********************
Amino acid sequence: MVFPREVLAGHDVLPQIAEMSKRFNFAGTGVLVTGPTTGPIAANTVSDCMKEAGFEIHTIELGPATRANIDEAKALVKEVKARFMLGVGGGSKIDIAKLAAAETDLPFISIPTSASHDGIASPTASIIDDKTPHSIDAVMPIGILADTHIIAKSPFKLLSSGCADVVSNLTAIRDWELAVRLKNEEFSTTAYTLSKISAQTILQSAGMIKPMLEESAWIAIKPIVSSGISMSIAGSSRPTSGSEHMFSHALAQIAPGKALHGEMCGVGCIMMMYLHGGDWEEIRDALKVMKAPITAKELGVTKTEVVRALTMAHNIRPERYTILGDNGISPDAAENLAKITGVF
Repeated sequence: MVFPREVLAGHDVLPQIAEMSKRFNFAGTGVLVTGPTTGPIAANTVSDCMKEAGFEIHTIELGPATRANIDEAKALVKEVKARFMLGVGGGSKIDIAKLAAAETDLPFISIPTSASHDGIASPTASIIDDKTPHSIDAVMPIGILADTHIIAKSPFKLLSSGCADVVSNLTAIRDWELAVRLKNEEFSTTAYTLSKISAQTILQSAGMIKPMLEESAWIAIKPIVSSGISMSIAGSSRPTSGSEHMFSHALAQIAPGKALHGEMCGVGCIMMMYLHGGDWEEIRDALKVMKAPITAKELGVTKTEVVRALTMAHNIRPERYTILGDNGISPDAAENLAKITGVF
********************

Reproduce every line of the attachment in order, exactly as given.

Amino acid sequence: MVFPREVLAGHDVLPQIAEMSKRFNFAGTGVLVTGPTTGPIAANTVSDCMKEAGFEIHTIELGPATRANIDEAKALVKEVKARFMLGVGGGSKIDIAKLAAAETDLPFISIPTSASHDGIASPTASIIDDKTPHSIDAVMPIGILADTHIIAKSPFKLLSSGCADVVSNLTAIRDWELAVRLKNEEFSTTAYTLSKISAQTILQSAGMIKPMLEESAWIAIKPIVSSGISMSIAGSSRPTSGSEHMFSHALAQIAPGKALHGEMCGVGCIMMMYLHGGDWEEIRDALKVMKAPITAKELGVTKTEVVRALTMAHNIRPERYTILGDNGISPDAAENLAKITGVF
Repeated sequence: MVFPREVLAGHDVLPQIAEMSKRFNFAGTGVLVTGPTTGPIAANTVSDCMKEAGFEIHTIELGPATRANIDEAKALVKEVKARFMLGVGGGSKIDIAKLAAAETDLPFISIPTSASHDGIASPTASIIDDKTPHSIDAVMPIGILADTHIIAKSPFKLLSSGCADVVSNLTAIRDWELAVRLKNEEFSTTAYTLSKISAQTILQSAGMIKPMLEESAWIAIKPIVSSGISMSIAGSSRPTSGSEHMFSHALAQIAPGKALHGEMCGVGCIMMMYLHGGDWEEIRDALKVMKAPITAKELGVTKTEVVRALTMAHNIRPERYTILGDNGISPDAAENLAKITGVF